As a Michigan Business Attorney and Estate Planning Attorney I have worked with numerous business owners and individuals to help protect their business and/or their family assets.  In many cases that protection involves forming a Michigan Limited Liability Company (an LLC).  One of the main reasons for forming LLCs is right there in their name . . . limited liability.

Many Michigan business owners desire to limit their personal liability for their business activities.  The idea being, if the business is liable for some damage to a person, business or property, the business owner does not want his or her personal assets (home, financial accounts, cars, etc.) at risk for the business liability.  Simply forming the LLC is not enough, but it is a good first step.  I will discuss additional liability limiting steps in a future post.

It’s a fact of life for many businesses and business owners . . . the dreaded lawsuit.  And what happens if you lose?  Well, you become a “judgment debtor,” meaning you are a debtor to the individual(s) or business(es) that won the lawsuit against your business.  And they have all sorts of “remedies” – actions they can take to collect on the court judgment amount.  One of those is commonly referred to as a charging order.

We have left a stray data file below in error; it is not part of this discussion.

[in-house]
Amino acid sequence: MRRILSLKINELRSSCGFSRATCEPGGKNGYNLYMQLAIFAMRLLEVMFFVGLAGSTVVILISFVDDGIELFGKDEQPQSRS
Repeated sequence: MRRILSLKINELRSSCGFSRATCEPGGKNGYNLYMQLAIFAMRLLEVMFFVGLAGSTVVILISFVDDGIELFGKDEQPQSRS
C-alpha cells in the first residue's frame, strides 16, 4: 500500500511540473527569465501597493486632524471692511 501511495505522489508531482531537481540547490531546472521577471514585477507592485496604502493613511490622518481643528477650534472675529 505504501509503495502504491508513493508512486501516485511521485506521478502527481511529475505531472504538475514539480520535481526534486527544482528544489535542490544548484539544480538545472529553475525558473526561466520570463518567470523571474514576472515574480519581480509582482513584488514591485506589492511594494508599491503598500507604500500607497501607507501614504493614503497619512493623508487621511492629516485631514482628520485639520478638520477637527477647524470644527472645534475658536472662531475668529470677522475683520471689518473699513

A charging order is a court-authorized right granted to a judgment creditor to attach distributions made from a business entity (such as a LLC) to a debtor who is a Member in the entity.  In a way, it is similar to garnishment of wages or income.  It does not give the creditor ownership or management rights in the LLC.

Remember that a charging order was just one of the “remedies” available to a judgment creditor?  Well, many business owners and individuals who want to protect their assets would like it to be the only remedy.  Can you guess why?  Let me know what you think by commenting on this post.  I will let you in on the reason in my next post and uncover the Michigan law relating to the “charging order only” remedy.

Michael Lichterman is a relationship-based business attorney who leverages his business, marketing and legal knowledge to help business owners and entrepreneurs create a Foundation for Business Success™.  This goes beyond merely drafting a set of documents – it’s about  proactively preparing the business and the business owner for continued growth while remembering the “human side” of running a business.  He best serves small business owners (less than 50 employees) and entrepreneurs.  He takes the “counselor” part of attorney and counselor at law very seriously, and enjoys creating life long relationships with his clients  and their businesses – many of which have become great friends and trusted confidants.